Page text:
Next Veteran’s Story - Robert

A story by: Evelyn Marshak | Added: 2013
Germany
1945

When I asked Robert what he did in World War II as a combat engineer, “He answered that we did what we were told to do.”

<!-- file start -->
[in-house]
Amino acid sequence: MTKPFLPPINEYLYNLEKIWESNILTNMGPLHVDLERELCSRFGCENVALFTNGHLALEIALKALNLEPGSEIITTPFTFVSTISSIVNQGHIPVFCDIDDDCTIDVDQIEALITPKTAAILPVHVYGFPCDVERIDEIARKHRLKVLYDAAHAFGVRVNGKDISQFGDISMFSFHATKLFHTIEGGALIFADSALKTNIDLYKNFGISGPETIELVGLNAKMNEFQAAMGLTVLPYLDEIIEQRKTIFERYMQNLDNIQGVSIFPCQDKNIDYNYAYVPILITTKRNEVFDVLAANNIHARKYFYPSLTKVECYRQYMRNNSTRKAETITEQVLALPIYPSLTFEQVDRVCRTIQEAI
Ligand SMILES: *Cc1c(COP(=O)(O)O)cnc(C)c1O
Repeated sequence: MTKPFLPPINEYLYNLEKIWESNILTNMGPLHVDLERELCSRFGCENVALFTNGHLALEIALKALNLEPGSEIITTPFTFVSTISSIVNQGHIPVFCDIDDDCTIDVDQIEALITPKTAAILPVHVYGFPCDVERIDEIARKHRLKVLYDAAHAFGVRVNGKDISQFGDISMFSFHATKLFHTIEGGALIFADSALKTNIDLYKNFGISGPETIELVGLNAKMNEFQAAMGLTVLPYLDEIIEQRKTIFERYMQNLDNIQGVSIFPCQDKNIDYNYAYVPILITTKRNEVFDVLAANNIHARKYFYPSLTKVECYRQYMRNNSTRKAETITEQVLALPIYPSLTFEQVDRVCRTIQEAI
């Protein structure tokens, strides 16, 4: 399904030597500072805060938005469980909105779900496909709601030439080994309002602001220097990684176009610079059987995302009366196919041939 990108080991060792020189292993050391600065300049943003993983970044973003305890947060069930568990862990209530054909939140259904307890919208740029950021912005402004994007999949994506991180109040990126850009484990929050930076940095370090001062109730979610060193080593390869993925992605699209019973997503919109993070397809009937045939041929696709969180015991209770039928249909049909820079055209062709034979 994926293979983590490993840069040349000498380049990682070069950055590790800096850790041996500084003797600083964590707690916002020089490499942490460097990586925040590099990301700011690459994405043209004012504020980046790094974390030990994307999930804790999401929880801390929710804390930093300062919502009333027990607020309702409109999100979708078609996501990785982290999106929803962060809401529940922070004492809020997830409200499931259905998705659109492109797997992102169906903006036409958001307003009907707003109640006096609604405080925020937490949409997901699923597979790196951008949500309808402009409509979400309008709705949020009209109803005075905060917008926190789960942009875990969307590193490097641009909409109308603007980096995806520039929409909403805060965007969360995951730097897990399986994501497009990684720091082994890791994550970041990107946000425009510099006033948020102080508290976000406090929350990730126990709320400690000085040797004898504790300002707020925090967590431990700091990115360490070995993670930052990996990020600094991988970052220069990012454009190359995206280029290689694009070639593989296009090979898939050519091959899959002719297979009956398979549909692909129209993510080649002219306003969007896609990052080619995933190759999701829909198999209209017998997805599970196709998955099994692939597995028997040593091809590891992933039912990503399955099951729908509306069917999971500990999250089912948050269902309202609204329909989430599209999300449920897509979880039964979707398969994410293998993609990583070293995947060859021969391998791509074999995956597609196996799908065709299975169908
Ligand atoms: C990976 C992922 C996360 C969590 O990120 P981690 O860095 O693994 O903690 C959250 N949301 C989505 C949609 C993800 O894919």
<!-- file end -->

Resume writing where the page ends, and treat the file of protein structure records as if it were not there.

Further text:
Normally I do interviews by myself, but sitting in your ophthalmologist’s waiting room waiting for your name to be called, is not like the usual interview. I was real lucky because a fellow patient has a lot of background in conducting interviews for a hospital . It was as if we were a team that had practiced a great deal. I’d ask Robert a question and then she’d encourage him to explain his answer further. My name was finally called and I never saw my “aide” again. But Robert had been called before both of us so we two women talked a bit about the interview. She was impressed about how casual he was after he had been wounded in Germany right at the end of the war , and soon after his arrival in Germany, and spend 1 ½ years in hospitals recovering from wounds that he deemed insignificant, What he wanted to talk about was a nurse from Watertown, CT who stayed with him a whole night while he was hemorrhaging. He never saw her again and was grateful that she was there when he needed her. He entered the war just before the war ended In April, 1945. After training at Fort Belvoir and other training camps, he was transferred to Fort Dix and then sent overseas. Before being sent abroad, he mentioned that he could get a train from Virginia to reach Bridgeport or New Haven to visit his family but then had to hitchhike the rest of the way. “ I never had much trouble when I needed to hitchhike. A man in an Army uniform normally was picked up by someone in a short time. I’d leave camp on Friday and had to be back on Monday morning He made it seem like a normal thing to travel that far to see his family for not much more than a few hours. “I almost didn’t get into the army because initially I was listed as 4F. I did a little talking here and there and I was accepted under limitations. No, I didn’t want to stay home. I was 18 and everyone I knew was going into the service. At 18 you don’t think much about being wounded or killed or being taken as a prisoner of war. When I asked if his mom had made anything special for his first meal post war and he seemed hesitant to explain that a fancy, first home-cooked meal for me was expected. “No, I don’t talk to family members about the war because there seems little interest in what I did so many years ago. “I have been back to Germany twice. We were stationed outside of Cologne, Germany when I was wounded. I did make a few friends in the service but once we were discharged, we never saw each other again.” Robert wore a cap saying he was a WWII vet so it made it easy for me to approach him for an interview.